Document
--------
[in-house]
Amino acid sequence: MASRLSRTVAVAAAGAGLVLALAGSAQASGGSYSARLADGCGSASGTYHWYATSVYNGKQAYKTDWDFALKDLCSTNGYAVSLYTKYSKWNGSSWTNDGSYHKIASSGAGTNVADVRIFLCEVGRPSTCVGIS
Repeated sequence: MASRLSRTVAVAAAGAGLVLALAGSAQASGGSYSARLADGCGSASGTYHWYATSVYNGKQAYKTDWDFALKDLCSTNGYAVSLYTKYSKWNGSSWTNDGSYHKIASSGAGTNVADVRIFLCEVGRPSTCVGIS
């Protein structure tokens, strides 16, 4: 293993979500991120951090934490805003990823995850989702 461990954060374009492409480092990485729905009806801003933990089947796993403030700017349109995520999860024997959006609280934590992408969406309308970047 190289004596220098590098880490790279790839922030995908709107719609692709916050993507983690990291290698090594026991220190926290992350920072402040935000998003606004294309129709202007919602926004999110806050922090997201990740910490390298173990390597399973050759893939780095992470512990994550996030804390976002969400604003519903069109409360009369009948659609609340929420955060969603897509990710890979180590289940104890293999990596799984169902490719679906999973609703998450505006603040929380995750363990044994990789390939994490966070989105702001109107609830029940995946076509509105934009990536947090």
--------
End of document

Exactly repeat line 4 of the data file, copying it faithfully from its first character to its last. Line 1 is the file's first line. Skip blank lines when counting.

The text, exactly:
């Protein structure tokens, strides 16, 4: 293993979500991120951090934490805003990823995850989702 461990954060374009492409480092990485729905009806801003933990089947796993403030700017349109995520999860024997959006609280934590992408969406309308970047 190289004596220098590098880490790279790839922030995908709107719609692709916050993507983690990291290698090594026991220190926290992350920072402040935000998003606004294309129709202007919602926004999110806050922090997201990740910490390298173990390597399973050759893939780095992470512990994550996030804390976002969400604003519903069109409360009369009948659609609340929420955060969603897509990710890979180590289940104890293999990596799984169902490719679906999973609703998450505006603040929380995750363990044994990789390939994490966070989105702001109107609830029940995946076509509105934009990536947090």